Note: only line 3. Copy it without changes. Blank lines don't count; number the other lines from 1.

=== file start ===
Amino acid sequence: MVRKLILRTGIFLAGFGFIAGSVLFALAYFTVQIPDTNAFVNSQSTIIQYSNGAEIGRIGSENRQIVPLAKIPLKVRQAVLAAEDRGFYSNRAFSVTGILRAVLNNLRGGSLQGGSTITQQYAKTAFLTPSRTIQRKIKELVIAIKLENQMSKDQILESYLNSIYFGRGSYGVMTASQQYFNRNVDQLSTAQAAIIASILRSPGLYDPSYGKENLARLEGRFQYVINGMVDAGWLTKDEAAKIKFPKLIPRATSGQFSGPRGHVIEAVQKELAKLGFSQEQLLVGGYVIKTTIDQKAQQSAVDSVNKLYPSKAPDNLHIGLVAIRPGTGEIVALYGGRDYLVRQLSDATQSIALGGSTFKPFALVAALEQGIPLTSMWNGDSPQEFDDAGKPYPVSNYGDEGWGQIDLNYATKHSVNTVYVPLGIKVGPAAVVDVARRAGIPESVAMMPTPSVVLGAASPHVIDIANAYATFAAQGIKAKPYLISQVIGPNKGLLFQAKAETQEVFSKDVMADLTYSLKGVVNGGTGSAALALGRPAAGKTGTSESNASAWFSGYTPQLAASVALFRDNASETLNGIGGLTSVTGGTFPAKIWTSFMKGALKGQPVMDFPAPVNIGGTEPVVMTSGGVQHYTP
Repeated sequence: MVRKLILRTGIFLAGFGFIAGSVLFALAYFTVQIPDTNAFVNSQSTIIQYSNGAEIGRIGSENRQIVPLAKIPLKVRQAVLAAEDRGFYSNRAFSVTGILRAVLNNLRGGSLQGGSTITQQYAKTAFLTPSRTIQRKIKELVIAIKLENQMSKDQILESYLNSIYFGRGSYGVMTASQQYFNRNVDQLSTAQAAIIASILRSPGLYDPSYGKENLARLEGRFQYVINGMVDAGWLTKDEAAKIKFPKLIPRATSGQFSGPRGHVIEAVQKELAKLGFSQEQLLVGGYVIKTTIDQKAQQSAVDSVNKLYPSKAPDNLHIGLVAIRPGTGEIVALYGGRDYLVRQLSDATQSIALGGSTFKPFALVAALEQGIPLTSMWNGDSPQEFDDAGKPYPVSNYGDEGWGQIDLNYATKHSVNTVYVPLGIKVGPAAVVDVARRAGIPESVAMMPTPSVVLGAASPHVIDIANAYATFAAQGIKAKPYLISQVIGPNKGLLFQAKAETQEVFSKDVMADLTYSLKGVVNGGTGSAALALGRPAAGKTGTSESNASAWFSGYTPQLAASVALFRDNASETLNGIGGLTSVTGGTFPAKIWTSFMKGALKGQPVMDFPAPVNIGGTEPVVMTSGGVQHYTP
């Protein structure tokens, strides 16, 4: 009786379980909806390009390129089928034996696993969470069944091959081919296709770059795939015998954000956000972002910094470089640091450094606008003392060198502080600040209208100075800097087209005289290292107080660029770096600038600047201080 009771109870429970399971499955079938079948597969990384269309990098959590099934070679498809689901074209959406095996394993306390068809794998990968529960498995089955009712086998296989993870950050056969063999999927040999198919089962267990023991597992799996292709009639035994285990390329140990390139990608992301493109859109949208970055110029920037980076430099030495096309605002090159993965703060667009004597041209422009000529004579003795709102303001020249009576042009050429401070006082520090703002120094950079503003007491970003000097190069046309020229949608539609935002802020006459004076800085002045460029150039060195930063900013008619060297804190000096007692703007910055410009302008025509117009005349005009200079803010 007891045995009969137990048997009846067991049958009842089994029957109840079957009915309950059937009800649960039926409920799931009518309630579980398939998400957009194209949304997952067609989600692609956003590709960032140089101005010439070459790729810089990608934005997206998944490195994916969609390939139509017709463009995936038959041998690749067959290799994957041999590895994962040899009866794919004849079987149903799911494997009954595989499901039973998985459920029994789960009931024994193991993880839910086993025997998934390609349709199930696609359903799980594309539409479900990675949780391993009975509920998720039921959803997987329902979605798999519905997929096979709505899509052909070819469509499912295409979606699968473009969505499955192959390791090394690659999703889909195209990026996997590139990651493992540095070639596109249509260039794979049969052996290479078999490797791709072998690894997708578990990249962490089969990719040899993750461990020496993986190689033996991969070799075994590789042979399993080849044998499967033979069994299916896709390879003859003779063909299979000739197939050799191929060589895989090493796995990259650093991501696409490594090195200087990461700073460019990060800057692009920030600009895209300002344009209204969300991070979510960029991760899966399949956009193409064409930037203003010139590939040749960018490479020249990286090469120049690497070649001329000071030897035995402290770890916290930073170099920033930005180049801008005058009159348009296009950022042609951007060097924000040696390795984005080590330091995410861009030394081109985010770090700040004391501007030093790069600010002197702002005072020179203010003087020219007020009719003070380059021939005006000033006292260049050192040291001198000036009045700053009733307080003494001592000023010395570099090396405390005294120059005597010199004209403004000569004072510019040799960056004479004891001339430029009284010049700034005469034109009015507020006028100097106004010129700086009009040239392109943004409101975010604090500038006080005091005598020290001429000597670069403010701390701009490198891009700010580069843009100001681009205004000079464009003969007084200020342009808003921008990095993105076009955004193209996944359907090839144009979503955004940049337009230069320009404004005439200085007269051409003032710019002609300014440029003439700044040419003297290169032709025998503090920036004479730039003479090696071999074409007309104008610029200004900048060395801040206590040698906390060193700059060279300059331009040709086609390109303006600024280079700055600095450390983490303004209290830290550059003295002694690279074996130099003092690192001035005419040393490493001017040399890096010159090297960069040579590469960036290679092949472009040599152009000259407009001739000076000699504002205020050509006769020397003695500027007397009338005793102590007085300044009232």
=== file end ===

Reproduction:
């Protein structure tokens, strides 16, 4: 009786379980909806390009390129089928034996696993969470069944091959081919296709770059795939015998954000956000972002910094470089640091450094606008003392060198502080600040209208100075800097087209005289290292107080660029770096600038600047201080 009771109870429970399971499955079938079948597969990384269309990098959590099934070679498809689901074209959406095996394993306390068809794998990968529960498995089955009712086998296989993870950050056969063999999927040999198919089962267990023991597992799996292709009639035994285990390329140990390139990608992301493109859109949208970055110029920037980076430099030495096309605002090159993965703060667009004597041209422009000529004579003795709102303001020249009576042009050429401070006082520090703002120094950079503003007491970003000097190069046309020229949608539609935002802020006459004076800085002045460029150039060195930063900013008619060297804190000096007692703007910055410009302008025509117009005349005009200079803010 007891045995009969137990048997009846067991049958009842089994029957109840079957009915309950059937009800649960039926409920799931009518309630579980398939998400957009194209949304997952067609989600692609956003590709960032140089101005010439070459790729810089990608934005997206998944490195994916969609390939139509017709463009995936038959041998690749067959290799994957041999590895994962040899009866794919004849079987149903799911494997009954595989499901039973998985459920029994789960009931024994193991993880839910086993025997998934390609349709199930696609359903799980594309539409479900990675949780391993009975509920998720039921959803997987329902979605798999519905997929096979709505899509052909070819469509499912295409979606699968473009969505499955192959390791090394690659999703889909195209990026996997590139990651493992540095070639596109249509260039794979049969052996290479078999490797791709072998690894997708578990990249962490089969990719040899993750461990020496993986190689033996991969070799075994590789042979399993080849044998499967033979069994299916896709390879003859003779063909299979000739197939050799191929060589895989090493796995990259650093991501696409490594090195200087990461700073460019990060800057692009920030600009895209300002344009209204969300991070979510960029991760899966399949956009193409064409930037203003010139590939040749960018490479020249990286090469120049690497070649001329000071030897035995402290770890916290930073170099920033930005180049801008005058009159348009296009950022042609951007060097924000040696390795984005080590330091995410861009030394081109985010770090700040004391501007030093790069600010002197702002005072020179203010003087020219007020009719003070380059021939005006000033006292260049050192040291001198000036009045700053009733307080003494001592000023010395570099090396405390005294120059005597010199004209403004000569004072510019040799960056004479004891001339430029009284010049700034005469034109009015507020006028100097106004010129700086009009040239392109943004409101975010604090500038006080005091005598020290001429000597670069403010701390701009490198891009700010580069843009100001681009205004000079464009003969007084200020342009808003921008990095993105076009955004193209996944359907090839144009979503955004940049337009230069320009404004005439200085007269051409003032710019002609300014440029003439700044040419003297290169032709025998503090920036004479730039003479090696071999074409007309104008610029200004900048060395801040206590040698906390060193700059060279300059331009040709086609390109303006600024280079700055600095450390983490303004209290830290550059003295002694690279074996130099003092690192001035005419040393490493001017040399890096010159090297960069040579590469960036290679092949472009040599152009000259407009001739000076000699504002205020050509006769020397003695500027007397009338005793102590007085300044009232």